The Data Pack
Investors will want to see detailed operation and financial information that will enable them to understand the dynamics of your business. This is where your Data Pack will come in handy.
You can share data that is relevant to your business and sector. For Qonto, that meant (see image below):
- Historical operational KPIs (client base growth, transactions, deposits etc.)
- Detailed cohort data (onboarding funnel conversion, payment retention, churn, revenue, ARPU, transactions, deposits, upgrades/downgrades...)
You should give the highest possible level of granularity (for example, by price plan, by product and by country, etc.). Also, don’t try to conceal data that suggests poor performance because you will most likely get found out. Instead, come armed with explanations and solutions for any problems you’ve identified.
Some data may be difficult to reconcile: even if, in theory, the sum of all your prior cohorts should match all your monthly data, the reality generally throws up inconsistencies. This means it’s well worth investing your time clearing any reconciliation issues before you launch your fundraising process.
You can present your Data Pack in an Excel or Google Sheet, while it’s also worth considering specialist data visualization tools such as Tableau.
We decided we wanted to give investors upfront information that painted a picture of Qonto as a company, details that describe our culture and values rather than strictly cold, hard numbers. It’s not usual practice for fundraising companies, but it is a very useful way of pre-empting questions that investors will ask and reducing the number of follow-up questions you will have to answer.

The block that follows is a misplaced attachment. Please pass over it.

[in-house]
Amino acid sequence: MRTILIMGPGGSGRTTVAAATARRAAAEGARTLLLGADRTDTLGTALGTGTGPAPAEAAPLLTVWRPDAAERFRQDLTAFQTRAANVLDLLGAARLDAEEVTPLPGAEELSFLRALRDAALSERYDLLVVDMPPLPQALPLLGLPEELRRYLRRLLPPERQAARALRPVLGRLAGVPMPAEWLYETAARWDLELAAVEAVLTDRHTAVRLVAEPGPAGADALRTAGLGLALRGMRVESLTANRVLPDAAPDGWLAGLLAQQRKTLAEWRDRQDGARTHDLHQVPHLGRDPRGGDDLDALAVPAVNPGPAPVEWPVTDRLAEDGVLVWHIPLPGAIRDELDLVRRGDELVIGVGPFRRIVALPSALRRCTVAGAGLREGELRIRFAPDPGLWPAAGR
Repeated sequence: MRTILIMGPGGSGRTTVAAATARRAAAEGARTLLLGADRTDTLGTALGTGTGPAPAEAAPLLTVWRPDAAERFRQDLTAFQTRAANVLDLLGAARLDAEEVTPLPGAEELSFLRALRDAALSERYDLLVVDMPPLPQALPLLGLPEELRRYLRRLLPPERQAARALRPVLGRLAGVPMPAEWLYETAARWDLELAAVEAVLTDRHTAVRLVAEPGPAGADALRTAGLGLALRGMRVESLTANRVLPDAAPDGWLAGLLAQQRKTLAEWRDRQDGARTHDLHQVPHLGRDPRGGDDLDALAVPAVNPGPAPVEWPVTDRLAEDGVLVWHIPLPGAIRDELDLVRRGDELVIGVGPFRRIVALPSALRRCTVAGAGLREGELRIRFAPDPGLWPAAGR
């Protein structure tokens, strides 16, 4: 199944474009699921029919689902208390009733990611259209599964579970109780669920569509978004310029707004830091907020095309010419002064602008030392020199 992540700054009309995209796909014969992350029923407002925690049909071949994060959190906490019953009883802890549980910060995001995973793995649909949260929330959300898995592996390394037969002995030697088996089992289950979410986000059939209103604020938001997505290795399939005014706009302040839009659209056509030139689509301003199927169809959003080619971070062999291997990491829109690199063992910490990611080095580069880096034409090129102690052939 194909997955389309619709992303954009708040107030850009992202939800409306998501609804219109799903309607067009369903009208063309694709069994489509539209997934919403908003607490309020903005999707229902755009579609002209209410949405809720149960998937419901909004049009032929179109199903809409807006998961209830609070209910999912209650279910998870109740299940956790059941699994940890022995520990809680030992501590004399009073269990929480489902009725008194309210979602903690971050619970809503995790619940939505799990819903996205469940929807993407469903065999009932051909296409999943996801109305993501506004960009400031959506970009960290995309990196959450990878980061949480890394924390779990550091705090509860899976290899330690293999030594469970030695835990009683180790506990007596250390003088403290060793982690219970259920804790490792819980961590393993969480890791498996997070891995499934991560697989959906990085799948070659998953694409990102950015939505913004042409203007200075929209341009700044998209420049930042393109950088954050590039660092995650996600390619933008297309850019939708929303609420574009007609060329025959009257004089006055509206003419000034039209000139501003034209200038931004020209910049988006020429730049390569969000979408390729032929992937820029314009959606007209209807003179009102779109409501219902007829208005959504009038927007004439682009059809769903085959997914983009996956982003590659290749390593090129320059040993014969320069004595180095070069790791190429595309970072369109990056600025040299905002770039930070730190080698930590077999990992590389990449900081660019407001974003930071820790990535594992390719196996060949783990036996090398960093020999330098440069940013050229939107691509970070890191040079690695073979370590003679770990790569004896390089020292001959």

You should choose the information that is most relevant to your company. When we were developing our FAQ list, we asked ourselves: ‘If I’d never heard of Qonto, what would I like to find out and how would I like to be told its story?’
We based our FAQs on the following pillars:
- Client base
- Product and Tech
- Growth and European Expansion
- Unit Economics
- Financial Information
- Team and Values
- Regulatory, Risk and Compliance
We presented these FAQs on a Notion page (see below), which was more attractive from a navigation and formatting perspective. Alternatives would be a Google Doc, Word doc or PDF.
During their Due Diligence phase and once they have digested the documentation made available to them, investors will usually ask additional questions to ensure they have an exact understanding of the business, its dynamics, and challenges. While different investors will want to emphasize different topics, their areas of interest are usually similar and will cover areas such as:
- Total addressable market and the evolution of market share
- Growth trends and future growth potential
- Scalability of the business model and unit economics
- Prospects for international expansion
It’s a good idea to answer investors’ questions in written form first, rather than orally. This way, you can easily re-use the same answers for other investors who come back with similar questions. It will also make the follow-up call more time-efficient; raising funds is a disruptive process for your company and so the process needs to be streamlined wherever possible.
Our approach was the following:
- We collected questions from investors in advance of a call (no questions = no call)
- We answered promptly in written form ahead of the call (we gave an answer within 24 hours)
- Use the call to clarify written answers (to the extent possible)
And finally, follow your own fundraising rhythm
As mentioned above, fundraising burns through a lot of internal bandwidth and it’s important to set your own pace in order to satisfy both the day-to-day running of the company as well as relationships with investors.
Don’t be afraid, therefore, to be clear on deadlines and ensure that they are respected. If you have to chase an investor up, chase them up! Sticking to your timetable is a sign of your efficiency and this, ultimately, is what you will be judged on.